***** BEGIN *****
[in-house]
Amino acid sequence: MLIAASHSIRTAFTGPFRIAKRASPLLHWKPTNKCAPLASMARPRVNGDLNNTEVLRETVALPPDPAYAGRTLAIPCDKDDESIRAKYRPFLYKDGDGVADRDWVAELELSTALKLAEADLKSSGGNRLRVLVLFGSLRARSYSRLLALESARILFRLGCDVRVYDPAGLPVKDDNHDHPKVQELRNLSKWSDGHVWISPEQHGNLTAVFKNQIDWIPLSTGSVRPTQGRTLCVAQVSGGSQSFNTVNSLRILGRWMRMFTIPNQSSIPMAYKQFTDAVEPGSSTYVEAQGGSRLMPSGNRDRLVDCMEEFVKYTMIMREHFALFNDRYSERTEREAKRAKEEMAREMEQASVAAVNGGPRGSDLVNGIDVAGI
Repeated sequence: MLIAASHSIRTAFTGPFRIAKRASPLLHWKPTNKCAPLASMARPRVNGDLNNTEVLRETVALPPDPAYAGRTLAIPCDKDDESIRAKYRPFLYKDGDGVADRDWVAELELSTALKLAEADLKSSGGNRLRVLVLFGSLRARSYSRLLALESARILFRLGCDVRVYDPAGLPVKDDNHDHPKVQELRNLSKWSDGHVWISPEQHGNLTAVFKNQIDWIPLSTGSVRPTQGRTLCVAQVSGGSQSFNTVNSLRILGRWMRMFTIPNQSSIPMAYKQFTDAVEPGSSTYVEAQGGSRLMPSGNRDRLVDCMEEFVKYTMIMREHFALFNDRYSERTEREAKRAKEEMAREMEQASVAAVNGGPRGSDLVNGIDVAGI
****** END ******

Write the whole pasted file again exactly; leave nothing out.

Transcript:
[in-house]
Amino acid sequence: MLIAASHSIRTAFTGPFRIAKRASPLLHWKPTNKCAPLASMARPRVNGDLNNTEVLRETVALPPDPAYAGRTLAIPCDKDDESIRAKYRPFLYKDGDGVADRDWVAELELSTALKLAEADLKSSGGNRLRVLVLFGSLRARSYSRLLALESARILFRLGCDVRVYDPAGLPVKDDNHDHPKVQELRNLSKWSDGHVWISPEQHGNLTAVFKNQIDWIPLSTGSVRPTQGRTLCVAQVSGGSQSFNTVNSLRILGRWMRMFTIPNQSSIPMAYKQFTDAVEPGSSTYVEAQGGSRLMPSGNRDRLVDCMEEFVKYTMIMREHFALFNDRYSERTEREAKRAKEEMAREMEQASVAAVNGGPRGSDLVNGIDVAGI
Repeated sequence: MLIAASHSIRTAFTGPFRIAKRASPLLHWKPTNKCAPLASMARPRVNGDLNNTEVLRETVALPPDPAYAGRTLAIPCDKDDESIRAKYRPFLYKDGDGVADRDWVAELELSTALKLAEADLKSSGGNRLRVLVLFGSLRARSYSRLLALESARILFRLGCDVRVYDPAGLPVKDDNHDHPKVQELRNLSKWSDGHVWISPEQHGNLTAVFKNQIDWIPLSTGSVRPTQGRTLCVAQVSGGSQSFNTVNSLRILGRWMRMFTIPNQSSIPMAYKQFTDAVEPGSSTYVEAQGGSRLMPSGNRDRLVDCMEEFVKYTMIMREHFALFNDRYSERTEREAKRAKEEMAREMEQASVAAVNGGPRGSDLVNGIDVAGI